When your cat leaves the house, it may roam farther than you think, suggests a new study, covering as much as five acres.
But even adventurous house cats cover much less ground than feral cats, whose ranges sometimes exceed 370 acres. Owned cats also move around a whole lot less, especially at night. They visit fewer kinds of habitats. And -- cat owners may not be surprised to hear this -- they sleep much more.
The study was one of the first to document where cats go and what they do when people aren't around. And as mysterious as cats may like to think they are, getting a better idea of their patterns may ultimately help people protect felines and the environments they live in. Roaming cats hunt birds and other animals, and they can spread diseases to wildlife, people and other pets.
"If your cat goes outside and there's no way for you to know what happens to it, it's very difficult for you to make educated choices," said Nohra Mateus, a veterinarian and epidemiologist at the Illinois Natural History Survey in Champaign, Ill.
Only one previous study has used radio collars to compare owned cats with wild ones, said Margaret Slater, a veterinary epidemiologist with the ASPCA in Champaign. That study, which took place in Texas, found that feral cats roamed farther than owned cats did. A group of feral cats that was fed in designated locations had smaller ranges than unfed wild cats, but they still traveled further than free-roaming house cats did.
For the new study, Mateus and colleagues put special collars on 18 owned cats and 24 unowned cats, all living in Champaign-Urbana. All of the collars were equipped with radio transmitters. More than half of the collars also held activity sensors, which measured tilt and vibration as indicators of how active cats were at any given time.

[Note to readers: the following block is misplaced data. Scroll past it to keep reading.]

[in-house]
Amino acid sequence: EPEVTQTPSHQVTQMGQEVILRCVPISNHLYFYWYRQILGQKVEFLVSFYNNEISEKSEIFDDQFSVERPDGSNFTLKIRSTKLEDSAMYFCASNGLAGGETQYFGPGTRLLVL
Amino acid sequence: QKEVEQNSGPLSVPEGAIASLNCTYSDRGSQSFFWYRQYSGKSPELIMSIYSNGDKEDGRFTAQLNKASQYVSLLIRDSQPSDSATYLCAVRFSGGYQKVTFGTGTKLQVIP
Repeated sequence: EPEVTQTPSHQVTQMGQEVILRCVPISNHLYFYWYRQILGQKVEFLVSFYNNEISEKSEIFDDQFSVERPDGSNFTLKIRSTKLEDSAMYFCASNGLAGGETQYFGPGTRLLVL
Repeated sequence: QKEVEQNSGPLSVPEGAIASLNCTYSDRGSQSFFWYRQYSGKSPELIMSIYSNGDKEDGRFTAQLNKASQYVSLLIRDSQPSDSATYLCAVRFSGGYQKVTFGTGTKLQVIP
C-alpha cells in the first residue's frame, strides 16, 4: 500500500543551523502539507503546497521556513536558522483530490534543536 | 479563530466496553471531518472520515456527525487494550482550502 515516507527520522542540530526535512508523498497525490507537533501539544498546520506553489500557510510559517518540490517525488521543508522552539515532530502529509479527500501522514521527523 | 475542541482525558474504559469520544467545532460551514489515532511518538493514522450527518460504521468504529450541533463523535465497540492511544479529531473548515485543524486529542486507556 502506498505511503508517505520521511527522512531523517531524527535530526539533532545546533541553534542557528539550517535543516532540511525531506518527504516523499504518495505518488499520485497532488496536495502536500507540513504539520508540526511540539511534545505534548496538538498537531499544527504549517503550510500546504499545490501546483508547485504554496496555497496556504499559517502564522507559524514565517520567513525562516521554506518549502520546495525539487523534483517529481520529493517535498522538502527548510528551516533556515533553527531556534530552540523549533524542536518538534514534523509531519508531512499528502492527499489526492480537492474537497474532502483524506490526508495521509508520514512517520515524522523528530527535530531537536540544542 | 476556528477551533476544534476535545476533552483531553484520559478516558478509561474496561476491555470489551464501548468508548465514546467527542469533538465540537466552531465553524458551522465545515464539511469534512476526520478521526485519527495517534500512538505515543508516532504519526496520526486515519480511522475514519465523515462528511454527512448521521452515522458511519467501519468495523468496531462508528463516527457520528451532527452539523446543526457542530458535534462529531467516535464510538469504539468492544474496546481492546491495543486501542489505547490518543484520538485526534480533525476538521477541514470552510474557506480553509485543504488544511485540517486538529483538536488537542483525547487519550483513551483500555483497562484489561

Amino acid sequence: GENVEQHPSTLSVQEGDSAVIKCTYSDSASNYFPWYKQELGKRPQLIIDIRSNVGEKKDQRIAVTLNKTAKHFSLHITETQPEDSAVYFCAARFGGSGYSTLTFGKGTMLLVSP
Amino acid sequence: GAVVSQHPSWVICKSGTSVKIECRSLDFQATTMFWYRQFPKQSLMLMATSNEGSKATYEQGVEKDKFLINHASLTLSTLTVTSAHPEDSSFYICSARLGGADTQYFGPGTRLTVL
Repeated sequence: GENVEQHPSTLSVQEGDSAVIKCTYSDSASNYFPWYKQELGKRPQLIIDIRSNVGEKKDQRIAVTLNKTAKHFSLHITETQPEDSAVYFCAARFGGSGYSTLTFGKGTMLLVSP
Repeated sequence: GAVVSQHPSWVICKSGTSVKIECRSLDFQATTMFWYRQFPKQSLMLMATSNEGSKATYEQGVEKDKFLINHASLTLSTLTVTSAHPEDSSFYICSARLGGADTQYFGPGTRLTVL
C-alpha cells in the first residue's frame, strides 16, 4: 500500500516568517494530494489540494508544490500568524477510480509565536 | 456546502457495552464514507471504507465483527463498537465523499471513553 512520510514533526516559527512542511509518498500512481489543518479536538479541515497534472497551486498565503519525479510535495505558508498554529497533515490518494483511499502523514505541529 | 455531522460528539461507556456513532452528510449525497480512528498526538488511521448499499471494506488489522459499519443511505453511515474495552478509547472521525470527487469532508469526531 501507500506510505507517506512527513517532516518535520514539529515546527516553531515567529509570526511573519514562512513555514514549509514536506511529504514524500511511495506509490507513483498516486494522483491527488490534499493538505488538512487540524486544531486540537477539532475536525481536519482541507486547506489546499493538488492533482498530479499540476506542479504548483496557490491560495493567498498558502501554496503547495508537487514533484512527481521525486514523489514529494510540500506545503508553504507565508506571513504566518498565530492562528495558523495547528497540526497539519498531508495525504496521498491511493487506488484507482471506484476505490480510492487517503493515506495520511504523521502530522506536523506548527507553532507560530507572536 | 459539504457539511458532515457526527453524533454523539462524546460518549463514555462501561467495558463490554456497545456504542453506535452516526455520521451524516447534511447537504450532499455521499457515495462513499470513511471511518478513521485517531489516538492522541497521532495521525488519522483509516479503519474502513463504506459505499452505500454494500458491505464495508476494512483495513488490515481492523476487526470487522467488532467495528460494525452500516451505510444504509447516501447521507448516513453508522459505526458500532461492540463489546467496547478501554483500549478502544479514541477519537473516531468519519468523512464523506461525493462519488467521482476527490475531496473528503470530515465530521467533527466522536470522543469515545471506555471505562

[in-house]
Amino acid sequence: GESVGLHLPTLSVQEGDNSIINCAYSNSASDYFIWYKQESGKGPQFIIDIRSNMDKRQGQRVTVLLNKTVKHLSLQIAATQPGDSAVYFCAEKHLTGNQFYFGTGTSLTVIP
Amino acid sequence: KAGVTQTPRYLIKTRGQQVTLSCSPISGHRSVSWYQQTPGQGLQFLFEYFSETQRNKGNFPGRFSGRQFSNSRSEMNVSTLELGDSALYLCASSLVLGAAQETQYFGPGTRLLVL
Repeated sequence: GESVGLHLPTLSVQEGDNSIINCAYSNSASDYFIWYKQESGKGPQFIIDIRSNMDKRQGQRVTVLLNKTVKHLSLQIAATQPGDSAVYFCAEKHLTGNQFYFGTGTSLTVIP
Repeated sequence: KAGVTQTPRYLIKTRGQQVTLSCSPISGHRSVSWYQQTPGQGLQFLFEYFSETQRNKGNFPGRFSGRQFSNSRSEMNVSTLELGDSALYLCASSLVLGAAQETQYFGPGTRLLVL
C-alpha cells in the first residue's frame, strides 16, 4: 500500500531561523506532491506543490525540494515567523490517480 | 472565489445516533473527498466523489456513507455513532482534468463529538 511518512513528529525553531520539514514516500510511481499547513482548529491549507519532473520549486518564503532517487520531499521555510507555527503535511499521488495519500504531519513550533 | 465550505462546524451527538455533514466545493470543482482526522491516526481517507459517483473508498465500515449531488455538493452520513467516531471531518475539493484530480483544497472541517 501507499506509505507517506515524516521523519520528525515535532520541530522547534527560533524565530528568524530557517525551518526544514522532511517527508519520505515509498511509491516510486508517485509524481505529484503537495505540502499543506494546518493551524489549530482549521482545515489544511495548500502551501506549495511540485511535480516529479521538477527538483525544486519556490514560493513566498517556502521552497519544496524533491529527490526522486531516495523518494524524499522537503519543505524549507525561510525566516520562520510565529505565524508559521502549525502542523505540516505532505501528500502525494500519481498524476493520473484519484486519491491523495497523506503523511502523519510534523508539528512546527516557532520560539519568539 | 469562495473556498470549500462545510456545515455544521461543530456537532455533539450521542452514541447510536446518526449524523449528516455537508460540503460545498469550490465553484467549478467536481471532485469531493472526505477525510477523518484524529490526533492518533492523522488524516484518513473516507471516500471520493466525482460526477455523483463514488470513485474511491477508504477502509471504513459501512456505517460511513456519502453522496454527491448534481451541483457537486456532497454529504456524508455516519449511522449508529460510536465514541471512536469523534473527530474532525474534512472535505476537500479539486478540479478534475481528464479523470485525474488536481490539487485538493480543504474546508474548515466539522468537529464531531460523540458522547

After following the cats for 16 months, the researchers documented a dramatic difference in how much the two groups moved -- both in distance covered and number of minutes spent being frisky.
While house cats wandered over a range of just under two hectares (4.9 acres), the researchers reported in the Journal of Wildlife Management, feral cats covered an average of 157 hectares (388 acres). One wild cat covered close to 550 hectares (1,359 acres). The feral cats also entered a larger number of landscapes, from farms and grasslands to forests and urban areas.
On a day-to-day basis, house cats were much more relaxed -- sleeping or sitting quietly 80 percent of the time, compared to their wild peers, who were inactive just 62 percent of the time.
Even during their waking hours, house cats were pretty mellow. They spent 17 percent of their time doing low-intensity activities. High-intensity action took up just three percent of their time. Feral cats, on other hand, were highly active 14 percent of their time and were involved in low-intensity activities 23 percent of their time.
In a smaller sample of 39 cats, the researchers reported that one of 12 owned cats died during the study period after being struck by a car. Meanwhile, six of 23 wild cats died or were presumed dead. Coyotes killed two. One was found in a dumpster. Three just disappeared.
"I see this as a cautionary tale for cat-owners," Slater said. "If you allow a cat outside, there's a chance it's going to get into trouble and get killed."
The study also supports arguments for neutering, feeding and providing shelter for feral feline populations, Slater added. Those efforts shrink the animals' ranges, which puts less pressure on prey animals and minimizes the risk of conflict with roaming house cats.
Perhaps most interesting to cat-lovers, the study offers new insight into what their furry friends do all day and all night long.
"Just last night, I was sitting outside, talking with friends, and their cat was hanging out with us on the front porch," Mateus said.
When the cat took off, Mateus asked her friends if they had ever wondered where there cat goes. The owners said the cat just wandered around the house. But when they took her suggestion and followed the cat, they all ended up across the street in a neighbor's backyard.
"They said, 'Hm, we better go get him before he gets into trouble," Mateus said. "It's kind of interesting how far these cats go without us knowing."